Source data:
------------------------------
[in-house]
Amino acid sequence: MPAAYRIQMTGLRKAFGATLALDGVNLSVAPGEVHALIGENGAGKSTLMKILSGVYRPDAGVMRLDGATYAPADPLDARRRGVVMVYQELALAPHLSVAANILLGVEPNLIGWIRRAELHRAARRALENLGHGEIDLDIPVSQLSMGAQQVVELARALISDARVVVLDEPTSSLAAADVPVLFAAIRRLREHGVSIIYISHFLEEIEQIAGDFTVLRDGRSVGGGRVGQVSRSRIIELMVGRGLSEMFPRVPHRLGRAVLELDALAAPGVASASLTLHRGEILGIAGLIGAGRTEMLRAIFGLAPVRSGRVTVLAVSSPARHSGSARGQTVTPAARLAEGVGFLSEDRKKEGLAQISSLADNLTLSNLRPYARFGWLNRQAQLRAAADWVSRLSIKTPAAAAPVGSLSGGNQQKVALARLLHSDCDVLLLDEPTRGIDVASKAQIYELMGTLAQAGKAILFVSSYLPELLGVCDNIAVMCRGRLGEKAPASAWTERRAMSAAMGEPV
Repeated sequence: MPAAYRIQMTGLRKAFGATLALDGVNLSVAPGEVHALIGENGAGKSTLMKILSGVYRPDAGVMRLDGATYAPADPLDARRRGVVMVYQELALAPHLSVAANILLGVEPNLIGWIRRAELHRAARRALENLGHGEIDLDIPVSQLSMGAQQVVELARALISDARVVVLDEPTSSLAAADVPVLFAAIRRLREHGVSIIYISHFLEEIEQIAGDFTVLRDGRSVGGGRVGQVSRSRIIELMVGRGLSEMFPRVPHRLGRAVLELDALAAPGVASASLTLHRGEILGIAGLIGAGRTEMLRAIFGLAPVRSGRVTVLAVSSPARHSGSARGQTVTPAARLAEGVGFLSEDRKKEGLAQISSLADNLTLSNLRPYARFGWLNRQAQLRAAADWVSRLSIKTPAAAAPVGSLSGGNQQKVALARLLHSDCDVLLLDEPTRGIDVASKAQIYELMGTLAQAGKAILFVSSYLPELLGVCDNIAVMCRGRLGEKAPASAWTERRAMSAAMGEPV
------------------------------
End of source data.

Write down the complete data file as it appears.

[in-house]
Amino acid sequence: MPAAYRIQMTGLRKAFGATLALDGVNLSVAPGEVHALIGENGAGKSTLMKILSGVYRPDAGVMRLDGATYAPADPLDARRRGVVMVYQELALAPHLSVAANILLGVEPNLIGWIRRAELHRAARRALENLGHGEIDLDIPVSQLSMGAQQVVELARALISDARVVVLDEPTSSLAAADVPVLFAAIRRLREHGVSIIYISHFLEEIEQIAGDFTVLRDGRSVGGGRVGQVSRSRIIELMVGRGLSEMFPRVPHRLGRAVLELDALAAPGVASASLTLHRGEILGIAGLIGAGRTEMLRAIFGLAPVRSGRVTVLAVSSPARHSGSARGQTVTPAARLAEGVGFLSEDRKKEGLAQISSLADNLTLSNLRPYARFGWLNRQAQLRAAADWVSRLSIKTPAAAAPVGSLSGGNQQKVALARLLHSDCDVLLLDEPTRGIDVASKAQIYELMGTLAQAGKAILFVSSYLPELLGVCDNIAVMCRGRLGEKAPASAWTERRAMSAAMGEPV
Repeated sequence: MPAAYRIQMTGLRKAFGATLALDGVNLSVAPGEVHALIGENGAGKSTLMKILSGVYRPDAGVMRLDGATYAPADPLDARRRGVVMVYQELALAPHLSVAANILLGVEPNLIGWIRRAELHRAARRALENLGHGEIDLDIPVSQLSMGAQQVVELARALISDARVVVLDEPTSSLAAADVPVLFAAIRRLREHGVSIIYISHFLEEIEQIAGDFTVLRDGRSVGGGRVGQVSRSRIIELMVGRGLSEMFPRVPHRLGRAVLELDALAAPGVASASLTLHRGEILGIAGLIGAGRTEMLRAIFGLAPVRSGRVTVLAVSSPARHSGSARGQTVTPAARLAEGVGFLSEDRKKEGLAQISSLADNLTLSNLRPYARFGWLNRQAQLRAAADWVSRLSIKTPAAAAPVGSLSGGNQQKVALARLLHSDCDVLLLDEPTRGIDVASKAQIYELMGTLAQAGKAILFVSSYLPELLGVCDNIAVMCRGRLGEKAPASAWTERRAMSAAMGEPV